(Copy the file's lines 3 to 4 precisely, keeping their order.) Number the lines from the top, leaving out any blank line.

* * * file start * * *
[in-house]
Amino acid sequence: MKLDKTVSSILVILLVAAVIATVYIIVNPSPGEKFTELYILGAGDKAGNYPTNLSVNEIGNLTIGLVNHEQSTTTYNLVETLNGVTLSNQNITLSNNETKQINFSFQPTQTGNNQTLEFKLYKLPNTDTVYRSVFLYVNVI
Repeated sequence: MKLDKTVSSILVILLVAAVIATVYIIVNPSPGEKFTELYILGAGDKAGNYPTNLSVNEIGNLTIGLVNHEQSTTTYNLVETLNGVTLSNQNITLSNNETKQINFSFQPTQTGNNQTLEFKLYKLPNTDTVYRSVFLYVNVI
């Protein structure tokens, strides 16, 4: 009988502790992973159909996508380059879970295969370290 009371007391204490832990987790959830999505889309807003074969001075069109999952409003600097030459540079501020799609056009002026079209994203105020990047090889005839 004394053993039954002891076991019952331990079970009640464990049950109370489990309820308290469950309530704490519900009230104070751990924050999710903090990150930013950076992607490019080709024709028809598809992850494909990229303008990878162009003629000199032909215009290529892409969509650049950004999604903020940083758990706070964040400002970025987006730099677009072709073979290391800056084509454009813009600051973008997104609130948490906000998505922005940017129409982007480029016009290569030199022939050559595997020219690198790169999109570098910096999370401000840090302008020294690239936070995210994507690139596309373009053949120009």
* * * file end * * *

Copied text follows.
Repeated sequence: MKLDKTVSSILVILLVAAVIATVYIIVNPSPGEKFTELYILGAGDKAGNYPTNLSVNEIGNLTIGLVNHEQSTTTYNLVETLNGVTLSNQNITLSNNETKQINFSFQPTQTGNNQTLEFKLYKLPNTDTVYRSVFLYVNVI
């Protein structure tokens, strides 16, 4: 009988502790992973159909996508380059879970295969370290 009371007391204490832990987790959830999505889309807003074969001075069109999952409003600097030459540079501020799609056009002026079209994203105020990047090889005839 004394053993039954002891076991019952331990079970009640464990049950109370489990309820308290469950309530704490519900009230104070751990924050999710903090990150930013950076992607490019080709024709028809598809992850494909990229303008990878162009003629000199032909215009290529892409969509650049950004999604903020940083758990706070964040400002970025987006730099677009072709073979290391800056084509454009813009600051973008997104609130948490906000998505922005940017129409982007480029016009290569030199022939050559595997020219690198790169999109570098910096999370401000840090302008020294690239936070995210994507690139596309373009053949120009």